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EU Slaps Microsoft With $613M Fine

The European Union declared Microsoft Corp. guilty of abusing its "near monopoly" with Windows to foil competitors in other markets and hit the software giant with a record $613 million fine Wednesday.

The EU's antitrust authority said that "because the illegal behavior is still ongoing," it was also demanding changes in the way Microsoft operates in Europe, with the aim of improving competition globally. The sanctions go well beyond the 2001 U.S. antitrust settlement, but Microsoft promises to appeal.

"We'll seek legal review of this decision in the European courts," Microsoft general counsel Brad Smith told CBS radio affiliate KIRO-AM. "We are optimistic about our prospects there, and we are hoping that the courts will affirm that companies do have the ability to improve products and deliver better services for consumers."

The regulators gave Microsoft 90 days to offer European computer manufacturers a version of Windows without the company's digital media player, which lets computer users watch video and listen to music and is expected to gain importance as multimedia content becomes more pervasive.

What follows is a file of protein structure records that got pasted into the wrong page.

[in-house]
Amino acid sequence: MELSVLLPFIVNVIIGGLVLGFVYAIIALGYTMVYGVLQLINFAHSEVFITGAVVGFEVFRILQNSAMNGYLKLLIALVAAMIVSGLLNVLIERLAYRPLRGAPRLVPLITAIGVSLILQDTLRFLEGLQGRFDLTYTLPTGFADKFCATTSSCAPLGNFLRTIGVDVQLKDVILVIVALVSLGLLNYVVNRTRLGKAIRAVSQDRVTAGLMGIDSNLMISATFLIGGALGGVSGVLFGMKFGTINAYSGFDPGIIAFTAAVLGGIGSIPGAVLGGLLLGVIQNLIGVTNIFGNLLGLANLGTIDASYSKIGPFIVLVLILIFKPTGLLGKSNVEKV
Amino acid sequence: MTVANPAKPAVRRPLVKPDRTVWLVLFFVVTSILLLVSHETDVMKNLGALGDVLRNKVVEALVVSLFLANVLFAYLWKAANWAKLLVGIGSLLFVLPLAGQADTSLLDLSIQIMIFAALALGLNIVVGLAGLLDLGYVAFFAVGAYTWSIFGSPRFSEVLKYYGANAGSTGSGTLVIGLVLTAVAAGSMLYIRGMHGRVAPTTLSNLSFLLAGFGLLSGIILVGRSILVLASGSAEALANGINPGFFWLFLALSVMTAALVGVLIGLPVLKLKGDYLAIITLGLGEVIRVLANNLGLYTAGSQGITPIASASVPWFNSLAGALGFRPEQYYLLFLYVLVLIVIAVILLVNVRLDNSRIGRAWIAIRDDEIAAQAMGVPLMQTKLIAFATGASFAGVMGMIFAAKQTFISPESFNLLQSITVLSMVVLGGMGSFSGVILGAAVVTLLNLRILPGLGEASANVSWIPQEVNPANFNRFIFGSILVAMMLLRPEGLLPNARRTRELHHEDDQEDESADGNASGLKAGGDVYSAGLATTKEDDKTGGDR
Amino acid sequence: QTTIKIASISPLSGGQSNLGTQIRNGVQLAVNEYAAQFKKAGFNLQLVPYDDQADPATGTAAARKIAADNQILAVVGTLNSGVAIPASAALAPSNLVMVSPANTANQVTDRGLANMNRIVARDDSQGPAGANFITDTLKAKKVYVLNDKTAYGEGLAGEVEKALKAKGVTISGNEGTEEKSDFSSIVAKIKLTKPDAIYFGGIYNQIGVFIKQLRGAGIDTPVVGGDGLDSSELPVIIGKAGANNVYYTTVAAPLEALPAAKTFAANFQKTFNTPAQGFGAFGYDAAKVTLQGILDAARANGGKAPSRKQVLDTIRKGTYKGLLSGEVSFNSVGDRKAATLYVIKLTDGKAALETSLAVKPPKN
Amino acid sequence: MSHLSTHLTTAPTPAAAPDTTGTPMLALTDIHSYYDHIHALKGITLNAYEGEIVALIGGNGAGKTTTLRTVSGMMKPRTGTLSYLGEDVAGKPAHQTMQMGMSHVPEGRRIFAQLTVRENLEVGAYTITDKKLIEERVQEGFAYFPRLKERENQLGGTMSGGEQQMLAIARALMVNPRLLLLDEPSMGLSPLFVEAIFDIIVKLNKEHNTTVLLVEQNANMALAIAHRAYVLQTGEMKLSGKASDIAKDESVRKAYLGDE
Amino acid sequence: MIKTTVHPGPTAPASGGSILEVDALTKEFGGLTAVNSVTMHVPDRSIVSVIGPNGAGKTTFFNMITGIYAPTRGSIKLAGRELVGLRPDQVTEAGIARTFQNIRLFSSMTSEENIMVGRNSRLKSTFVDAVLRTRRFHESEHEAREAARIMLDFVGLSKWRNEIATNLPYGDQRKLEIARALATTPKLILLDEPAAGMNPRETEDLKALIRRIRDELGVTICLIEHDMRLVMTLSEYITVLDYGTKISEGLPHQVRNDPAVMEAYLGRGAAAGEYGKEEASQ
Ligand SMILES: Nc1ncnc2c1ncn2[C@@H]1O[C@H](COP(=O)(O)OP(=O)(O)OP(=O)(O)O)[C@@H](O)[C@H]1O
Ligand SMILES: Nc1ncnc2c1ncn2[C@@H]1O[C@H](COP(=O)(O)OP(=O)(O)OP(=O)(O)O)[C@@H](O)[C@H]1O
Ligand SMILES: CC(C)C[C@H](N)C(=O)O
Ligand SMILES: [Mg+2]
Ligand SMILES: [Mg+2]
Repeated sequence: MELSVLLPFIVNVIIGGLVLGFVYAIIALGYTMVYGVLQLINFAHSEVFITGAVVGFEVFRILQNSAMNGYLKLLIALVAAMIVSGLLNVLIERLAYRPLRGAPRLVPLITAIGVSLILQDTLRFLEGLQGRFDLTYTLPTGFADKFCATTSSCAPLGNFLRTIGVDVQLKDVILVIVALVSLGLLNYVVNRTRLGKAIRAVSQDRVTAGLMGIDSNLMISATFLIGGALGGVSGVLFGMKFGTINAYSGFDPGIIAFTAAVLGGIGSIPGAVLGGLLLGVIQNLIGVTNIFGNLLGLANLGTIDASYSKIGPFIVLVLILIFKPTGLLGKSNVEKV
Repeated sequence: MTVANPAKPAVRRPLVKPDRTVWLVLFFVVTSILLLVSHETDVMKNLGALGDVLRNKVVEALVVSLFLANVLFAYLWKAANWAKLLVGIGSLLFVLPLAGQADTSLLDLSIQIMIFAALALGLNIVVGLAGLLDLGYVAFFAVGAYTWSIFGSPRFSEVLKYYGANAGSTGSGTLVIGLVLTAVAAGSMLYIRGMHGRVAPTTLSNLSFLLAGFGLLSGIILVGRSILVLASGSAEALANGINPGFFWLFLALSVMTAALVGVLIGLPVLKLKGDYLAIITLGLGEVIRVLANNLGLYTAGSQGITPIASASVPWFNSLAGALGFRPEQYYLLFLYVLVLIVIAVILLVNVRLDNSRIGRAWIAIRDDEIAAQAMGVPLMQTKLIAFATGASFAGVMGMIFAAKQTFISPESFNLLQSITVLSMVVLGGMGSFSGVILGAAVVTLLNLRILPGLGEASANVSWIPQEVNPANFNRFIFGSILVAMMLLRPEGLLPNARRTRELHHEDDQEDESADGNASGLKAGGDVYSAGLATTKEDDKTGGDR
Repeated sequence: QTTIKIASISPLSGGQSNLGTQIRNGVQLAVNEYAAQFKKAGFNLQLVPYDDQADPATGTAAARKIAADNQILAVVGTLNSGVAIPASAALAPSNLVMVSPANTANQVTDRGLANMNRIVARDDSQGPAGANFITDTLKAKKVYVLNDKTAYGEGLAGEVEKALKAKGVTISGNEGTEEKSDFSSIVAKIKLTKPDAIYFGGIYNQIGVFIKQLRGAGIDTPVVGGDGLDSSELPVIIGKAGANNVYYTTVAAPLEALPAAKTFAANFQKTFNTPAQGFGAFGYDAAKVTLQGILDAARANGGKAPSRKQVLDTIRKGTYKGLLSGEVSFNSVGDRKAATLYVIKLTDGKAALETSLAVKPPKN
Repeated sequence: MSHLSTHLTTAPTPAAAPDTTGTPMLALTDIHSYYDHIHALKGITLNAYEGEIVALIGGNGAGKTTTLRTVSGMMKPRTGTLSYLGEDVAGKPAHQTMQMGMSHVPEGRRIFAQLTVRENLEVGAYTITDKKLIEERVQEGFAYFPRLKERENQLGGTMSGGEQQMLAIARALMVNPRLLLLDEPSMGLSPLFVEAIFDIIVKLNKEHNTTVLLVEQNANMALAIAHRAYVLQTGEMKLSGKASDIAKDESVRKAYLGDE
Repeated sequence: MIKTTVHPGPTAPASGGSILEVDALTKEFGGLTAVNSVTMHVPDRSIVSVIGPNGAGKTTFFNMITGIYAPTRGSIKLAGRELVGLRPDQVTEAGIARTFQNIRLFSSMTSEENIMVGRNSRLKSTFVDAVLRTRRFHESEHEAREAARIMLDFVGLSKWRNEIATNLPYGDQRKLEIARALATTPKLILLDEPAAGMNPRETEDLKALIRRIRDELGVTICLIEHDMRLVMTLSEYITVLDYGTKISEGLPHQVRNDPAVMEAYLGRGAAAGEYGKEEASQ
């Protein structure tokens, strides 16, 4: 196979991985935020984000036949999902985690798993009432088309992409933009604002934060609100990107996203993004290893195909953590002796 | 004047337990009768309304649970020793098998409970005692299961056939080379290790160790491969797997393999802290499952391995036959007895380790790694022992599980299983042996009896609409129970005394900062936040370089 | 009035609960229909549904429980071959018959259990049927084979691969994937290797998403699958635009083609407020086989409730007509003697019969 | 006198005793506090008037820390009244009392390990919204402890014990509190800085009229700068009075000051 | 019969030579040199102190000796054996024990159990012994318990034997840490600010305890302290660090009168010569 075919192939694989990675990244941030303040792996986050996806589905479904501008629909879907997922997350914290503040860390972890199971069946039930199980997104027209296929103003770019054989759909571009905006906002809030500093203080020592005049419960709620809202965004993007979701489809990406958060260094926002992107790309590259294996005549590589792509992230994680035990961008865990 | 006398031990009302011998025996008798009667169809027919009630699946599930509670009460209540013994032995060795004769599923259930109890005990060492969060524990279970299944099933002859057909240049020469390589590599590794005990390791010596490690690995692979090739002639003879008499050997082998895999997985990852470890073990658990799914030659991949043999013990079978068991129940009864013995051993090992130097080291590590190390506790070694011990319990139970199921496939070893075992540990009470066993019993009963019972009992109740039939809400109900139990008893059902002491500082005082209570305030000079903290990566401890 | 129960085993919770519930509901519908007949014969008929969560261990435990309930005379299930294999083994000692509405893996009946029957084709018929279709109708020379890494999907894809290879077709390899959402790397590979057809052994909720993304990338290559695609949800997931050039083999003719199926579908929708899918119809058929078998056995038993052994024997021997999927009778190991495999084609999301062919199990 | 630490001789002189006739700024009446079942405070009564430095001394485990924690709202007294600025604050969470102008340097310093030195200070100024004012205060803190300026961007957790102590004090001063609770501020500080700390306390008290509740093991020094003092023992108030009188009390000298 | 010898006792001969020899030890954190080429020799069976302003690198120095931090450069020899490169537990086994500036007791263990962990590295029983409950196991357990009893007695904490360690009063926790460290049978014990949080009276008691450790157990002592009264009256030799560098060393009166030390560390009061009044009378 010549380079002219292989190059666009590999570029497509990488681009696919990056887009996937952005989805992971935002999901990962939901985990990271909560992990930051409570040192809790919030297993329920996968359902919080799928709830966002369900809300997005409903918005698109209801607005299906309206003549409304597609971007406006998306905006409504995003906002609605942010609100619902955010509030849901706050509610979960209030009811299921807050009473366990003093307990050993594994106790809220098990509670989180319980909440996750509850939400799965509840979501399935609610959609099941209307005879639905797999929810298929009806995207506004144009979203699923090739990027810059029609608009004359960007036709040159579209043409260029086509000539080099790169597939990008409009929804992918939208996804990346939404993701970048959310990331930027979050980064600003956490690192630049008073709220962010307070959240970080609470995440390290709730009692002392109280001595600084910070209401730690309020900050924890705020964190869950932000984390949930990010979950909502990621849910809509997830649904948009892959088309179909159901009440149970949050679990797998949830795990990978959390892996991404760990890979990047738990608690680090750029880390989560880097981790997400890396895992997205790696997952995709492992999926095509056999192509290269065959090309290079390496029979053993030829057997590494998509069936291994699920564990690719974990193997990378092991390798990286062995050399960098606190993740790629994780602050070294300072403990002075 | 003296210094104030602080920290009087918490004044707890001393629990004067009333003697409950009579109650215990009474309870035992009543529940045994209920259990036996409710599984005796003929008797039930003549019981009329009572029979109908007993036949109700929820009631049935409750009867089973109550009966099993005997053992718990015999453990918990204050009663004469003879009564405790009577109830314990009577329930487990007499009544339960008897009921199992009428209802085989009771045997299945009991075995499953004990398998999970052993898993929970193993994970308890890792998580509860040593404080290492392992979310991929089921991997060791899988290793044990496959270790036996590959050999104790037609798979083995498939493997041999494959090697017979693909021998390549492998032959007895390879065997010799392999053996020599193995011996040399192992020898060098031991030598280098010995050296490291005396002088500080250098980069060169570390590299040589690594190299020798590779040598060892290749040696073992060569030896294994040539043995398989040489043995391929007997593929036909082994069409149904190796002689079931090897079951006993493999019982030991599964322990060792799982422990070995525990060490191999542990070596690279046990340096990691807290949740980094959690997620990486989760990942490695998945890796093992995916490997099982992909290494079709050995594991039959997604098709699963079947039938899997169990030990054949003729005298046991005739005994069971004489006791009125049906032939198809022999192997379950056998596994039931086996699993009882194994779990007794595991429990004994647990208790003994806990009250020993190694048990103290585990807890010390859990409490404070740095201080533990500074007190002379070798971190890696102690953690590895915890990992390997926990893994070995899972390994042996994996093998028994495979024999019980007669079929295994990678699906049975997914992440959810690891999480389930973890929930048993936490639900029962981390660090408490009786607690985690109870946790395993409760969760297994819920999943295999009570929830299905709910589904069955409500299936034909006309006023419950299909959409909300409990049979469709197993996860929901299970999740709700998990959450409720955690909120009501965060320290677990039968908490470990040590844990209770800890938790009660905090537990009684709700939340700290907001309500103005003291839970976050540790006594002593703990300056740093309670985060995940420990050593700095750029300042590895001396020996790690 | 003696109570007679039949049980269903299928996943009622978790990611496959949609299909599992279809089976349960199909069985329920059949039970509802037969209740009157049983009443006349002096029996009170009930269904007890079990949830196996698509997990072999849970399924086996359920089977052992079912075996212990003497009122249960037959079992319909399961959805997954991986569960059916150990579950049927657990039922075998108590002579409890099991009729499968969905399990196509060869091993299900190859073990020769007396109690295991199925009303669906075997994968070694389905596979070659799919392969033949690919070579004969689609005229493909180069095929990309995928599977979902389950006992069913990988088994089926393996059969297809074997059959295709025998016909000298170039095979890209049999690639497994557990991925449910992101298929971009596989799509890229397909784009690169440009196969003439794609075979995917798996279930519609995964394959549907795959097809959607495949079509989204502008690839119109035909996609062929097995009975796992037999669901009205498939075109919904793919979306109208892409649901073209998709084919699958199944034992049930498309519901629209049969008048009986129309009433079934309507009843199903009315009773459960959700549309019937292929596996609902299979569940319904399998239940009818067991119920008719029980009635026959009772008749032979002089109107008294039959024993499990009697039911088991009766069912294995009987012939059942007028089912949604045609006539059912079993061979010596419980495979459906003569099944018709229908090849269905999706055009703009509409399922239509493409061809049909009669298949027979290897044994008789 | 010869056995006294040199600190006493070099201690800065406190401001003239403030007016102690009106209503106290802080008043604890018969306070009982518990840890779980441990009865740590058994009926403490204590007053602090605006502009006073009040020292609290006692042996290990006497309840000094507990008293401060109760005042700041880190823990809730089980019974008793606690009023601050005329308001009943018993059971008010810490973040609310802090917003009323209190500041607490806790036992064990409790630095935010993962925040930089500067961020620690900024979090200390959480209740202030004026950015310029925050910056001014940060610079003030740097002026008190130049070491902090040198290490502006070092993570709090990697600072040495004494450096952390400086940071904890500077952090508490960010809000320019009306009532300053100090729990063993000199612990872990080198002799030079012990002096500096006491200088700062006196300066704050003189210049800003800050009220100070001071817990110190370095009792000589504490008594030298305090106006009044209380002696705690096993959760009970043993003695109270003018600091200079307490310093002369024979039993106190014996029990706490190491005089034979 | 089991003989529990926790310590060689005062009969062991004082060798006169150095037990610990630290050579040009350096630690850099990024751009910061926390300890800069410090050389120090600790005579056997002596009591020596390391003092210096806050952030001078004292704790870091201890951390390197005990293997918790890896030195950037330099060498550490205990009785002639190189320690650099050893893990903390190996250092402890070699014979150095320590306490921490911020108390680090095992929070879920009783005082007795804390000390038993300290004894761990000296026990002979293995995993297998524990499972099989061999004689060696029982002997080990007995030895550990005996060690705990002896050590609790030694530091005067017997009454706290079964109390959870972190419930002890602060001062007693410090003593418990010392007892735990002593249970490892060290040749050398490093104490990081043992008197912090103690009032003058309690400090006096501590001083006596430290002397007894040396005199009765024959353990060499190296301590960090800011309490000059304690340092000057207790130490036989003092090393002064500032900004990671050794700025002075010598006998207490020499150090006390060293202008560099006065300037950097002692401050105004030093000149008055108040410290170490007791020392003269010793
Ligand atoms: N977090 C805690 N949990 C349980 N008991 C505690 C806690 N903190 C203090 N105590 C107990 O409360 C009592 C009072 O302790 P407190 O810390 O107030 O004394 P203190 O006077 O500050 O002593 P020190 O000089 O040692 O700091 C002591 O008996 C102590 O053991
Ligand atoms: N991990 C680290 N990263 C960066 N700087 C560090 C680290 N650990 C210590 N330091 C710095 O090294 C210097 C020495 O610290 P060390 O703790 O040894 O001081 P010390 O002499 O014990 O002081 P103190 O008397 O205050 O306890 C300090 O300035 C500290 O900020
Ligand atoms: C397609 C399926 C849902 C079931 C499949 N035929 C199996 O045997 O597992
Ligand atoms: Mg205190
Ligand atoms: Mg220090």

"The commission is, in effect, requiring us to produce a second version of our software. It won't have all the features of Windows, yet they're requiring us to call it Windows," said Smith. "We don't want to take a step that would create confusion for users."

The European Commission also chastised Microsoft for trying to "shut competitors out of the market" in software for office servers, by hoarding code that would help competing programs work smoothly with Windows computers. Microsoft now has 120 days to provide rivals in the server market with such code.

EU Competition Commissioner Mario Monti said the ruling was "proportionate," noting that "dominant companies have a special responsibility to ensure that the way they do business doesn't prevent competition."

"We are simply ensuring that anyone who develops new software has a fair opportunity to compete in the marketplace," he told a news conference.

Monti said the EU could have imposed worldwide restrictions on Microsoft but limited the order to Europe in deference to regulators in the United States and other countries.

He said doing so "will not unduly undermine the effectiveness of the remedies," given the size of the European market. Microsoft, which had $32 billion in revenue last year, does about 30 percent of its business in Europe, according to Microsoft spokesman Tom Brookes in Brussels.

Microsoft executives said that while the decision is appealed to Europe's Court of First Instance, the company most likely will ask that much of the ruling — though not the fine — be stayed.

"If this case continues on the litigation path, we can all expect that it will last another four or five years. That's one of the reasons that we thought it would be better to reach a settlement last week," said Smith.